Date: May 2007
Creator: Trowell, Melody
Partner: UNT Libraries

Paradox and Balance in the Anglo-Saxon Mind of Beowulf

Description: This essay argues that the Anglo-Saxon poet of Beowulf presents the reader with a series of paradoxes and attempts to find a balance within these paradoxes. At the forefront is the paradox of past and present, explored through the influence of the past on the characters in the poem as well as the poet. Additionally, the poem offers the paradox of light and dark, which ultimately suggests light and dark as symbols of Christianity and paganism. Finally, the land and the sea offer the third primary paradox, indicating the relationship that the characters and poet had with land and sea, while also reflecting the other paradoxes in the poem. The result is the desire to find balance within the paradoxes through the recognition of ongoing tension.
Date: May 2008
Creator: Fox, Bonnie L.
Partner: UNT Libraries

The Other Side of Yesterday

Description: The four stories in this collection follow different, yet strikingly similar, protagonists who are facing crossroads in life. These stories include memories and specific scenes from the past that combine with scenes from the present to trace the development of the characters.
Date: May 2009
Creator: Rose, John
Partner: UNT Libraries

Excerpts From the Eva Crane Field Diary: Stories

Description: Male or female, young or old, the characters of this collection inhabit a liminal space of trauma and social dislocation in which elements of the real and fabulous coexist in equal measure. The ghosts that populate the stories are as much the ghosts of the living, as they are the ghosts of the dead. They represent individual conscience and an inescapable connection to the past.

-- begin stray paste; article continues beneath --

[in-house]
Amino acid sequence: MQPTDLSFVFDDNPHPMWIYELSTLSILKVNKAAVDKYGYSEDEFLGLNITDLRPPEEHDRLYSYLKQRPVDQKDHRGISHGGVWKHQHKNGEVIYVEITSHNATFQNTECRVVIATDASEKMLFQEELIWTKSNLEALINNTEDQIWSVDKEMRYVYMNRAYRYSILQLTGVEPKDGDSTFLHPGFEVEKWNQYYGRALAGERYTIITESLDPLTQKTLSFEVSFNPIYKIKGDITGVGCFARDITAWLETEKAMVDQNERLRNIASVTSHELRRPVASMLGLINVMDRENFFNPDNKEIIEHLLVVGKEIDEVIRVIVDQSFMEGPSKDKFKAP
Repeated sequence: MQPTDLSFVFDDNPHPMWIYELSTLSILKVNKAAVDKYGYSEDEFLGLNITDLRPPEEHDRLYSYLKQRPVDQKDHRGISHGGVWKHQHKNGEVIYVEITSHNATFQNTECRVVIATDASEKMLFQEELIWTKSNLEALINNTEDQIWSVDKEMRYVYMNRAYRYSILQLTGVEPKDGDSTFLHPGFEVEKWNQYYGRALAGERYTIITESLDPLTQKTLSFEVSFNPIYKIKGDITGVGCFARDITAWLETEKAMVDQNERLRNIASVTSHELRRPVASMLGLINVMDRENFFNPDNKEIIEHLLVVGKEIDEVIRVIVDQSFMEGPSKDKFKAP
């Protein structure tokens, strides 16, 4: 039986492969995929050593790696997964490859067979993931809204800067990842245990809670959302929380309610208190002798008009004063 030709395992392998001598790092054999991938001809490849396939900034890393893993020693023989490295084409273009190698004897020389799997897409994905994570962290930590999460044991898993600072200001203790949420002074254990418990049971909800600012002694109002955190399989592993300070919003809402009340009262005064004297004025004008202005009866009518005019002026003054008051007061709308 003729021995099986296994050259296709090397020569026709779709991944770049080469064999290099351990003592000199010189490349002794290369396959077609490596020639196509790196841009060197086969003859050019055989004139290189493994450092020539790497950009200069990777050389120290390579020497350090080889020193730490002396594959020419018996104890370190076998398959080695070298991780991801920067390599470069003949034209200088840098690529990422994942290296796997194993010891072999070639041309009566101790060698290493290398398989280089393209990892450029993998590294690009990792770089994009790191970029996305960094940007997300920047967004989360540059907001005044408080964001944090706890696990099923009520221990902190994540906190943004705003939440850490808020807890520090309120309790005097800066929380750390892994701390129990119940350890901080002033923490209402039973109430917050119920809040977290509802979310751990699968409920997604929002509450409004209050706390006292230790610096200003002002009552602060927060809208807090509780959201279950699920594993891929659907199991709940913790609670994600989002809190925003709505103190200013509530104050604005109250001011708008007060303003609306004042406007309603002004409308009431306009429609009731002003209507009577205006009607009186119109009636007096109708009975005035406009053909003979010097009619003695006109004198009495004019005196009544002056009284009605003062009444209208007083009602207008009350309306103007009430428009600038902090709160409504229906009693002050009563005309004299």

Date: May 2010
Creator: Jacobs, Emily
Partner: UNT Libraries

Fathom's Edge

Description: Investigating elements of the creative process in the work of three poets: James Wright, Gjertrud Schnackenberg, and Pegeen Kelly. Each poet deploys a different method for access to those experiences that lie at the edge of accessible language. Each method is discussed and its deployment illustrated. Wright leads us from the sensory world to the supersensual. Schnackenberg makes use of the formal device of the fairy tale. Kelly immerses in the logic of dreams. Drawing on Elaine Scarry's theory of the imagination, the case is made that the poetic act is a dialectic between the poet and the sensory world, in which perception and imagination are equally important.
Date: May 2010
Creator: Sweeney, Mark
Partner: UNT Libraries

Hand Amputees have an Altered Perception of Images at Arm's Length

Description: The preface to this collection "Dust Clouding: Ambiguity and the Poetic Image," highlights the ways in which poets such as W.S Merwin and Donald Revell use ambiguity and the poetic image to strengthen their poems and encourage equality between reader and writer. Hand Amputees have an Altered Perception of Images at Arm's Length is a collection of poems and poem like adventures.